Massachusetts, a hub of intellect and economy, is grappling with a net loss of 15,489 households, and the population shrunk by 8%. Retirement plans and job aspirations are at the heart of this shift. While the state boasts solid economic growth, remote work's rise has prompted families to venture beyond crowded cityscapes.
Just like in a Boston Tea Party scene, residents toss old expectations overboard in pursuit of new horizons.
While Washington's landscapes are lush, its living costs are sky-high. Residents find refuge in neighboring states like Oregon and Idaho, where the cost of living is gentler on the wallet.
The housing crisis, now as deep-rooted as the towering trees, coupled with remote work options, resulted in the loss of over 13,000 families in 2021 and 9000 families in 2022. Washington's residents are finding a new path through neighboring pastures.
Colorado's political shift and high cost of living paint a rocky picture for many. A net loss of 12,145 families is shaking the state. While politics are driving some conservatives away, the steep cost of living and elusive real estate prices fuel the flight.
Traffic snarls, crime upticks, and pollution woes are sealing the deal for many who decide it's time to seek greener, cleaner pastures.
Indiana's nearly 12,000-family loss in 2021 is a narrative of paychecks and pensions. Lower-than-average pay and the taxing of retirement income are prompting residents to venture elsewhere.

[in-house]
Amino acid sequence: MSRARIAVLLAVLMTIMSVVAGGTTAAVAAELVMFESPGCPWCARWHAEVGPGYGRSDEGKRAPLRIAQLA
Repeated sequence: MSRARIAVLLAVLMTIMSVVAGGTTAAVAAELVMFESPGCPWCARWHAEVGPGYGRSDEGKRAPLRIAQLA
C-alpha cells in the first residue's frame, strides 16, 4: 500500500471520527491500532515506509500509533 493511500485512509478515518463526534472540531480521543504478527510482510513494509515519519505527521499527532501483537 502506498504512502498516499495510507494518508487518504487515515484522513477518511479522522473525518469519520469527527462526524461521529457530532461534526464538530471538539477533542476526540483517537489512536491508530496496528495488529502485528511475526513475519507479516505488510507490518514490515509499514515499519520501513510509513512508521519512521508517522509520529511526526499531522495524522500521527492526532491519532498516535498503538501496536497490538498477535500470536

Neighboring states offer better paydays, tempting those in pursuit of fatter wallets. Indiana's fields might be wide, but some residents see greener grass beyond the state lines.
Michigan's departure narrative reads like a menu: retirement, family, and employment opportunities. Even amid a nationwide worker shortage, many believe better working conditions await across state borders.
A net loss of nearly 11,000 households speaks to this yearning for a fresh start. Michigan might be divided into thirds, but its residents are united in their search for something new.
In Wisconsin, a chilly wind is blowing as families move out in droves. A net loss of 10,000 households is felt as keenly as a winter frost. Job changes and a longing to be closer to family have become accessible in today's shifting employment landscape.
High tax rates and harsh weather conditions provide the final nudge. Wisconsin's snowflakes are beautiful, but for some, they're not enough to warm their hearts.
States Most People Are Leaving From
So, there you have it—a journey through the 10 states where change is in the air. Reasons for emigrating from the United States are as varied as its population, ranging from dissatisfaction with current conditions to political disillusion to a desire for a better quality of life.
As people leave, these states must find ways to attract new citizens and keep their places in American history.
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I’m Steve. I’m an English Teacher, traveler, and an avid outdoorsman. If you’d like to comment, ask a question, or simply say hi, leave me a message here, on Twitter (@thefrugalexpat1). Many of my posts have been written to help those in their journey to financial independence. I am on my journey, and as I learn more I hope to share more. And as always, thanks for reading The Frugal Expat.